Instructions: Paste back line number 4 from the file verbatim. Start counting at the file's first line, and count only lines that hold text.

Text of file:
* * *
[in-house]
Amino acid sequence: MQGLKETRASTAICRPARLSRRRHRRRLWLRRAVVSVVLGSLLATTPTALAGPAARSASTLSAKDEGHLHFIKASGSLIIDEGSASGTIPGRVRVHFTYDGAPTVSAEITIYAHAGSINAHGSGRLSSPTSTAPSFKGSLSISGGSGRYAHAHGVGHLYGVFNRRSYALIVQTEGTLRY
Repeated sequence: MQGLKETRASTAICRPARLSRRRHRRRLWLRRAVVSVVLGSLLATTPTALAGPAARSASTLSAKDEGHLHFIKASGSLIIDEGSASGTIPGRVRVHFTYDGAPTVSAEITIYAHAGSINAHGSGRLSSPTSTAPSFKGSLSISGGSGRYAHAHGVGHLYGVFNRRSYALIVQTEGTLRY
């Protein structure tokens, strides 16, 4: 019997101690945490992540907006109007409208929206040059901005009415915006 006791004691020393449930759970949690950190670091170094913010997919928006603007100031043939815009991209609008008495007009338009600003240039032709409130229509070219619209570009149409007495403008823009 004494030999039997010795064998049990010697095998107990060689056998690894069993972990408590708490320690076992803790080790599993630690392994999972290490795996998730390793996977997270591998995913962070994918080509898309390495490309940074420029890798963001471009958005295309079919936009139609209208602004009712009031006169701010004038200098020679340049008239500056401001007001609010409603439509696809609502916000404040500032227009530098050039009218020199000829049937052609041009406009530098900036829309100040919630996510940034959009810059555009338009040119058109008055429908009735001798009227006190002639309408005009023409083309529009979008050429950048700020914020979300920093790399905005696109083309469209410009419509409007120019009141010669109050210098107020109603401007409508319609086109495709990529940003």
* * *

């Protein structure tokens, strides 16, 4: 019997101690945490992540907006109007409208929206040059901005009415915006 006791004691020393449930759970949690950190670091170094913010997919928006603007100031043939815009991209609008008495007009338009600003240039032709409130229509070219619209570009149409007495403008823009 004494030999039997010795064998049990010697095998107990060689056998690894069993972990408590708490320690076992803790080790599993630690392994999972290490795996998730390793996977997270591998995913962070994918080509898309390495490309940074420029890798963001471009958005295309079919936009139609209208602004009712009031006169701010004038200098020679340049008239500056401001007001609010409603439509696809609502916000404040500032227009530098050039009218020199000829049937052609041009406009530098900036829309100040919630996510940034959009810059555009338009040119058109008055429908009735001798009227006190002639309408005009023409083309529009979008050429950048700020914020979300920093790399905005696109083309469209410009419509409007120019009141010669109050210098107020109603401007409508319609086109495709990529940003």